When Toshiba first introduced the TLP-S30U LCD projector nearly a year ago, it was not only very bright--the company claimed 1,400 ANSI lumens--it also had an extremely aggressive price of just $1,299. Since then, however, a handful of competitors have dropped their prices to the same level. And although the TLP-S30U still ranks among the brightest entry-level, SVGA projectors we've seen, newer models--especially smaller, lighter DLP projectors, such as the Dell 2100MP--have largely surpassed it in both features and performance.
The Toshiba TLP-S30U has a simple, box-style design. For a budget LCD projector, its dimensions--10.8 by 8.1 by 3.1 inches (W, D, H)--and weight (4.9 pounds) are about average, but compared to like-priced DLP projectors, the TLP-S30U is on the big-and-heavy side. Its travel weight, including accessories, comes in at 6 pounds, while its black nylon carrying case has a moderate amount of cushioning, despite being surprisingly compact.
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The Toshiba is slightly large and heavy compared to similarly priced DLP projectors.
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Don't miss the TLP-S30U's keystone correction--press the Auto Keystone button on these controls and watch it go.
Setting up the projector is easy, but it's not as automatic as we'd like. The projector cannot automatically detect whether it is connected to a computer or a video source; you must press the Source button and toggle through the possibilities, then push the Auto Set button so that the projector can choose the optimal phase angle and frequency.
The projector's lens protrudes slightly from the left side of the front panel; a thin lens cap on a tether provides a modicum of protection. The optical zoom range of 1.2X is average for these projectors, but the projector must sit nearly seven feet from the screen to cast a one-meter image, one of the longest distances for the group of projectors that we tested.
The Toshiba has by far the best keystone correction we've seen. If your projector's image is trapezoidal instead of square, like a keystone, just press the Auto Keystone button on either the remote control or the top of the projector. The unit automatically calculates the angle and adjusts the image to a rectangular shape. It works perfectly.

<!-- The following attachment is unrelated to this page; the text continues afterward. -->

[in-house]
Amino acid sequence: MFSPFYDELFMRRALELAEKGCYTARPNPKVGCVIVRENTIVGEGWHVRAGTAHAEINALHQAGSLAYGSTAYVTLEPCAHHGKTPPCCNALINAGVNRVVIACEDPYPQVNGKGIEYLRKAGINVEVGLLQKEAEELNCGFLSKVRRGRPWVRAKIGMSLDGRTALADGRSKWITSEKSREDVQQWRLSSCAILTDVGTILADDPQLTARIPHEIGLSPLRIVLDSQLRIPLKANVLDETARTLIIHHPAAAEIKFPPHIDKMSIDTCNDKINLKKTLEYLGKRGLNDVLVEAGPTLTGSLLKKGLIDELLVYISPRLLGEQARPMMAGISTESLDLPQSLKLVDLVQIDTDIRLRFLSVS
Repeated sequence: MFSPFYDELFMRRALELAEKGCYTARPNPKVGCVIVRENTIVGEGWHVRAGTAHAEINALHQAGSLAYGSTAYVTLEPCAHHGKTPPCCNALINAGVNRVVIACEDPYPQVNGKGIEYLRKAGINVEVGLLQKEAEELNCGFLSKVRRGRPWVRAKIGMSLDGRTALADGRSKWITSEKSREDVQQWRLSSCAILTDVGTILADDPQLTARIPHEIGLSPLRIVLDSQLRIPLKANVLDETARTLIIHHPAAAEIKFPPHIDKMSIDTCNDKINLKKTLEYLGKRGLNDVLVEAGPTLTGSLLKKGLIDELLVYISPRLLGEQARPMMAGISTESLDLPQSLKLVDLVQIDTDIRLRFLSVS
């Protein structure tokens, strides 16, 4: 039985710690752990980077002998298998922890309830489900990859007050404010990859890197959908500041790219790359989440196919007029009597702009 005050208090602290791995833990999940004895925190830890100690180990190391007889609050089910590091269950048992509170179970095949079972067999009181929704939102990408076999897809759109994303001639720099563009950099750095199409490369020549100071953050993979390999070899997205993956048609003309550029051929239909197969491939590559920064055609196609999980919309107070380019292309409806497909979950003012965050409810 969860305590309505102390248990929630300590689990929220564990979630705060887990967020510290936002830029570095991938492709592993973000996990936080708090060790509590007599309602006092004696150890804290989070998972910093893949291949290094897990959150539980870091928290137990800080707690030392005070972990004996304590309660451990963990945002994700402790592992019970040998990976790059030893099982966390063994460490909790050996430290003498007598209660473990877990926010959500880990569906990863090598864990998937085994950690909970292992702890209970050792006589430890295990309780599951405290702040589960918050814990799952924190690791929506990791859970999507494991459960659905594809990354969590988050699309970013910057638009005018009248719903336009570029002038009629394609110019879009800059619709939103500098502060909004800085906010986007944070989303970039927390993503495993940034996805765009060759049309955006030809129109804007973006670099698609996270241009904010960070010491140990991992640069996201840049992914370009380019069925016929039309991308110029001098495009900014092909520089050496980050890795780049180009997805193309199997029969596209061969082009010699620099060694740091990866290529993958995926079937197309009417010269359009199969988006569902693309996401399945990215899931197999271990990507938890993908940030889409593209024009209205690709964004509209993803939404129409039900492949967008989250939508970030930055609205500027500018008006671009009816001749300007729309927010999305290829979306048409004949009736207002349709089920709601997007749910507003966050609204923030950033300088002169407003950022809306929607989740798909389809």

The Toshiba TLP-S30U's basic set of connectors lies on the back panel: VGA and component video (with an optional cable) through the VGA port, plus composite video and S-Video. Toshiba graciously provides both computer and stereo composite-video cables for the audio jack. The small, monaural, 1-watt speaker can get quite loud, but it sounds tinny. The TLP-S30U's VGA-out connector is a nice treat; it lets you display an image simultaneously on another monitor or projector.
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The Toshiba's connectors are basic but functional.
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Want a laser pointer or a way to control your laptop? This remote doesn't have it--and you'll have to pay an extra $139 to get those features.
The remote control included with the TLP-S30U controls all of the capabilities of the projector, but it cannot interface with your laptop for useful tasks, such as advancing to the next PowerPoint slide. Nor does it have a laser pointer. Toshiba will sell you a $139 Mouse Remote that fills both these voids, but that's small comfort.
The TLP-S30U needs a little more maintenance than other projectors we've tested. The air filter requires cleaning every 50 hours of use--about twice as often as most projectors. The company also recommends replacing the air intake, the exhaust fans, and the air filter every two to three years. Replacing the bulb module requires a little finesse and the loosening of two screws. To lengthen the 2,000-hour life of the $388 lamp, you can set the projector to a low-power mode. Unfortunately, this mode lasts only until you turn off the projector.